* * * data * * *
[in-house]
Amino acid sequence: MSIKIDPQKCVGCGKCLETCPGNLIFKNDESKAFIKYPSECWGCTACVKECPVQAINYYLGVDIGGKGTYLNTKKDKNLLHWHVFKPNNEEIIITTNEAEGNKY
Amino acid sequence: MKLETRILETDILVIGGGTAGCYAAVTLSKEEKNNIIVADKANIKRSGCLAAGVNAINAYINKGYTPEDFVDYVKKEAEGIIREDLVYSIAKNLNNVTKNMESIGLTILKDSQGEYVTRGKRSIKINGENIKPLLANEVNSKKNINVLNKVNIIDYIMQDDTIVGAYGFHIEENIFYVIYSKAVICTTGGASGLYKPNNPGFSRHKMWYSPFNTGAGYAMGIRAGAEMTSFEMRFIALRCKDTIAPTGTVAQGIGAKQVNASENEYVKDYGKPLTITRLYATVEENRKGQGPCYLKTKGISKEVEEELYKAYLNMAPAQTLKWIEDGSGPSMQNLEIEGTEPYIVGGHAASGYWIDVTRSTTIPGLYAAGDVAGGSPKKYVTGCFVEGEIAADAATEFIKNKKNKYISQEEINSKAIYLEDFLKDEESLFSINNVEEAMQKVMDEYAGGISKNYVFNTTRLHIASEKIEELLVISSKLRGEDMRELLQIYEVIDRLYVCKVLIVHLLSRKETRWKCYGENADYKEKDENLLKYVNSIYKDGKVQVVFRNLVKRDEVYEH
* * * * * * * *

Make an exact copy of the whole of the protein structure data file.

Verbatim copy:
[in-house]
Amino acid sequence: MSIKIDPQKCVGCGKCLETCPGNLIFKNDESKAFIKYPSECWGCTACVKECPVQAINYYLGVDIGGKGTYLNTKKDKNLLHWHVFKPNNEEIIITTNEAEGNKY
Amino acid sequence: MKLETRILETDILVIGGGTAGCYAAVTLSKEEKNNIIVADKANIKRSGCLAAGVNAINAYINKGYTPEDFVDYVKKEAEGIIREDLVYSIAKNLNNVTKNMESIGLTILKDSQGEYVTRGKRSIKINGENIKPLLANEVNSKKNINVLNKVNIIDYIMQDDTIVGAYGFHIEENIFYVIYSKAVICTTGGASGLYKPNNPGFSRHKMWYSPFNTGAGYAMGIRAGAEMTSFEMRFIALRCKDTIAPTGTVAQGIGAKQVNASENEYVKDYGKPLTITRLYATVEENRKGQGPCYLKTKGISKEVEEELYKAYLNMAPAQTLKWIEDGSGPSMQNLEIEGTEPYIVGGHAASGYWIDVTRSTTIPGLYAAGDVAGGSPKKYVTGCFVEGEIAADAATEFIKNKKNKYISQEEINSKAIYLEDFLKDEESLFSINNVEEAMQKVMDEYAGGISKNYVFNTTRLHIASEKIEELLVISSKLRGEDMRELLQIYEVIDRLYVCKVLIVHLLSRKETRWKCYGENADYKEKDENLLKYVNSIYKDGKVQVVFRNLVKRDEVYEH